# Pull Labels
labels = [row['Label'] for index, row in df.iterrows()]
labels = [item.replace('(kW)', '') for item in labels]

live_plotter_init(x_vec, y_vec, lines, formats, labels, title="AHS Power Usage (Realtime)", xlabel='Elapsed Time (Seconds)',
                  ylabel='Power (kW)')

# The index to replace
coordinate_index = 1

while True:
    live_plotter_xy(x_vec, y_vec, lines, coordinate_index, pause_time=update_interval)

    values = get_readings()

    for x_arr in x_vec:
        x_arr[coordinate_index] = x_arr[coordinate_index - 1] + update_interval

    for index in range(num_lines):
        y_vec[index][coordinate_index] = values[index]

    coordinate_index = coordinate_index + 1

    if coordinate_index == num_lines:
        coordinate_index = 0, the file that pulls data and runs my heavily-modified version of pylive (see below)

import matplotlib.pyplot as plt
import numpy as np

# use ggplot style for more sophisticated visuals'ggplot')

def live_plotter(x_vec, y1_data, line1, identifier='', pause_time=0.1):
    if line1 == []:
        # this is the call to matplotlib that allows dynamic plotting
        fig = plt.figure(figsize=(13, 6))
        ax = fig.add_subplot(111)
        # create a variable for the line so we can later update it
        line1, = ax.plot(x_vec, y1_data, '-o', alpha=0.8)
        # update plot label/title
        plt.ylabel('Y Label')
        plt.title('Title: {}'.format(identifier))

    # after the figure, axis, and line are created, we only need to update the y-data
    # adjust limits if new data goes beyond bounds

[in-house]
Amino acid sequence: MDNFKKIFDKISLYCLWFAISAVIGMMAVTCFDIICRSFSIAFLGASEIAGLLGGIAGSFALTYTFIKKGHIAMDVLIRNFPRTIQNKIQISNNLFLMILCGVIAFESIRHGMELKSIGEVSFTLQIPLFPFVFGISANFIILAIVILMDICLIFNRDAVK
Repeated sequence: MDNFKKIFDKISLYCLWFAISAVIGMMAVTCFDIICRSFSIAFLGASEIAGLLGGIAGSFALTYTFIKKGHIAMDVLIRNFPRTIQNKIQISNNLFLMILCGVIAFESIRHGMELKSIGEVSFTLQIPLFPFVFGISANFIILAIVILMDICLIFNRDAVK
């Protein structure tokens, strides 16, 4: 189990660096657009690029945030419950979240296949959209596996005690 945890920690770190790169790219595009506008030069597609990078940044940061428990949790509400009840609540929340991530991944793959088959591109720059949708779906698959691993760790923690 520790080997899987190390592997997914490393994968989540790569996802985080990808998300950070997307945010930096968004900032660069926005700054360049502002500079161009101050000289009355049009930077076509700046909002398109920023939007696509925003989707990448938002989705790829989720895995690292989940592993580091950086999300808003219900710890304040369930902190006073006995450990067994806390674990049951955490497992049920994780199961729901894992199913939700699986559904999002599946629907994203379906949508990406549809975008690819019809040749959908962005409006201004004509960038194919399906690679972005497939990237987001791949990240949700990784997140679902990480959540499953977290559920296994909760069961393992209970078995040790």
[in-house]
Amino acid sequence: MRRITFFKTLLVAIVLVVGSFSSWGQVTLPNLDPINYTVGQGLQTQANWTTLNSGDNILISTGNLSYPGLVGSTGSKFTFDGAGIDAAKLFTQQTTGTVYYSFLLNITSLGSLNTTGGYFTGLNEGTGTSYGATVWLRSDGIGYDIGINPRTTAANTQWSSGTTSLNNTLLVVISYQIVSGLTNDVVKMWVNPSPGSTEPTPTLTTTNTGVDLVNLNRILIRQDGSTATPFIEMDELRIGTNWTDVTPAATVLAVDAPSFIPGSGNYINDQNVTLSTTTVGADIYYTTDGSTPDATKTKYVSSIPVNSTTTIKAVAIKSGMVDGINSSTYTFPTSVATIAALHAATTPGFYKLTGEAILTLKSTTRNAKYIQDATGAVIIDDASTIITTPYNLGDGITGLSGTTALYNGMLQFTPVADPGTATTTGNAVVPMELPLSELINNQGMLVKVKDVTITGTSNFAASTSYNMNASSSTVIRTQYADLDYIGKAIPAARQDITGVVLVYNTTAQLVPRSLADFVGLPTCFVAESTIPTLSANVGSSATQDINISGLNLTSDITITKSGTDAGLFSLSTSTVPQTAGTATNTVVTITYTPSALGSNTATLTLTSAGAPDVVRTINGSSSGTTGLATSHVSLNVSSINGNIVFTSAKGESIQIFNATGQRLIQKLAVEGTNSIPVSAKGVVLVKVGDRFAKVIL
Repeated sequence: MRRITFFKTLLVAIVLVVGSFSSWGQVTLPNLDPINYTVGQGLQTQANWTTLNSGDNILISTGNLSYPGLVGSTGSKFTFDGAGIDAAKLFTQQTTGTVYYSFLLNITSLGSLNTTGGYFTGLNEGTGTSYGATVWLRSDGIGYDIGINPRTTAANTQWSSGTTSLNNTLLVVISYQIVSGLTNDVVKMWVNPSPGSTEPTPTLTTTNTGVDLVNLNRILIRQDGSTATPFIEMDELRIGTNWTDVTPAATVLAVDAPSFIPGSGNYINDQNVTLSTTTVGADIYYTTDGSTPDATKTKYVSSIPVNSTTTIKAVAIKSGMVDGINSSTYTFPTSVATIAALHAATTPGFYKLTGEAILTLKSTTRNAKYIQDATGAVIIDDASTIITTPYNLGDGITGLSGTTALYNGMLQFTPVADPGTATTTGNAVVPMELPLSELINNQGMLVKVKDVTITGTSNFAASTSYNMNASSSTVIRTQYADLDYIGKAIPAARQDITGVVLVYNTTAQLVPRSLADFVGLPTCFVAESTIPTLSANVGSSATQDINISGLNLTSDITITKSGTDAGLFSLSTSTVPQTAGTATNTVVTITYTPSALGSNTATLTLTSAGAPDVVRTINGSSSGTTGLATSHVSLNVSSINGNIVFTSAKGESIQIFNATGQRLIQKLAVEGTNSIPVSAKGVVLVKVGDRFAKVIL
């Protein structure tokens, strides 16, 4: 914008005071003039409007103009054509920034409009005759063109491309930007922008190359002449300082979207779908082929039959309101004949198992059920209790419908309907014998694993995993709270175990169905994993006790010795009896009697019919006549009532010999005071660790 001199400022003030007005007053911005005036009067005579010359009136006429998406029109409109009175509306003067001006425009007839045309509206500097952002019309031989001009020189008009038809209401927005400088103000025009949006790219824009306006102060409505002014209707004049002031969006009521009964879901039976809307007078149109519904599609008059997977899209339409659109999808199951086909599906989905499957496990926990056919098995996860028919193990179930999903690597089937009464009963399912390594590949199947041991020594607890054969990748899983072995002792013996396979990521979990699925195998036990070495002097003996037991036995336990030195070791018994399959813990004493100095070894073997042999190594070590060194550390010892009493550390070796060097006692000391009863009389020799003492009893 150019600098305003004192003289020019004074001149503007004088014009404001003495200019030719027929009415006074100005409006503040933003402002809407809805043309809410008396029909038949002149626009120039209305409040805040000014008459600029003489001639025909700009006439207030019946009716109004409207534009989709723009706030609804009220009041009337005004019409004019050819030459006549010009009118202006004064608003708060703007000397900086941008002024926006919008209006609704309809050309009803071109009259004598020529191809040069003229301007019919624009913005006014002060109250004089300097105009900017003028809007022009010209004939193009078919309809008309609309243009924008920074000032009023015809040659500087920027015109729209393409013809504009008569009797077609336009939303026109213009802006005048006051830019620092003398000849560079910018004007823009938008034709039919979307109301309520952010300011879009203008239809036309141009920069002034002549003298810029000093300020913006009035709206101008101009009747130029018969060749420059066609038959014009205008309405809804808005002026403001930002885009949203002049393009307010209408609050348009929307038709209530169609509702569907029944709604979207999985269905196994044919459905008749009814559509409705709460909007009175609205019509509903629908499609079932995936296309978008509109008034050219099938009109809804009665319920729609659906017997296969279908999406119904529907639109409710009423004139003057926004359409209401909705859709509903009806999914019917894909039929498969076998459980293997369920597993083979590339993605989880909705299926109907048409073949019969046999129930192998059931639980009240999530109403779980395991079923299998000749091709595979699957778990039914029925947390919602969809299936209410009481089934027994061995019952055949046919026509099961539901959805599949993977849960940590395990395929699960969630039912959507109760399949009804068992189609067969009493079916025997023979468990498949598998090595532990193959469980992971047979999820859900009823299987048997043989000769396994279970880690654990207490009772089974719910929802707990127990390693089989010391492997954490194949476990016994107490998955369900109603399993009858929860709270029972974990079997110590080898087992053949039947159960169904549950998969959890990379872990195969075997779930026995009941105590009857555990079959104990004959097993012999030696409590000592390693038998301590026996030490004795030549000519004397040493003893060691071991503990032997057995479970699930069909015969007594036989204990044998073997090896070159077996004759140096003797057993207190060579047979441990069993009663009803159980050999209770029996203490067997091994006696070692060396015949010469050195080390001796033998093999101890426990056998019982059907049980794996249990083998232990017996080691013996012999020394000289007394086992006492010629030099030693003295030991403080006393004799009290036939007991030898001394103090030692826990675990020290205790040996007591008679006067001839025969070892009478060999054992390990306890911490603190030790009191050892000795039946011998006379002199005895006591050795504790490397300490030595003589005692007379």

if np.min(y1_data) <= line1.axes.get_ylim()[0] or np.max(y1_data) >= line1.axes.get_ylim()[1]:
        plt.ylim([np.min(y1_data) - np.std(y1_data), np.max(y1_data) + np.std(y1_data)])
    # this pauses the data so the figure/axis can catch up - the amount of pause can be altered above

    # return line so we can update it again in the next iteration
    return line1

def live_plotter_init(x_vec, y_vec, lines, formats, labels, xlabel='X Label', ylabel='Y Label', title='Title'):
    fig = plt.figure(figsize=(13, 6))
    ax = fig.add_subplot(111)

    # Only plot the first points
    for index in range(len(lines)):
        lines[index] = ax.plot(x_vec[index][:1], y_vec[index][:1], formats[index], alpha=0.8, label=labels[index])


# the function below is for updating both x and y values (great for updating dates on the x-axis)
def live_plotter_xy(x_vec, y_vec, lines, stop_index, pause_time=0.01):
    for index in range(len(lines)):
        lines[index][0].set_data(x_vec[index][:stop_index], y_vec[index][:stop_index])
        plt.xlim(np.min(x_vec[index][:stop_index]), np.max(x_vec[index][:stop_index]))
        if np.min(y_vec[index][:stop_index]) <= lines[index][0].axes.get_ylim()[0] or np.max(y_vec[index][:stop_index]) >= lines[index][0].axes.get_ylim()[1]:
            plt.ylim([np.min(y_vec[index][:stop_index]) - np.std(y_vec[index][:stop_index]), np.max(y_vec[index][:stop_index]) + np.std(y_vec[index][:stop_index])])

My heavily modified pylive,, that works for any amount of lines at once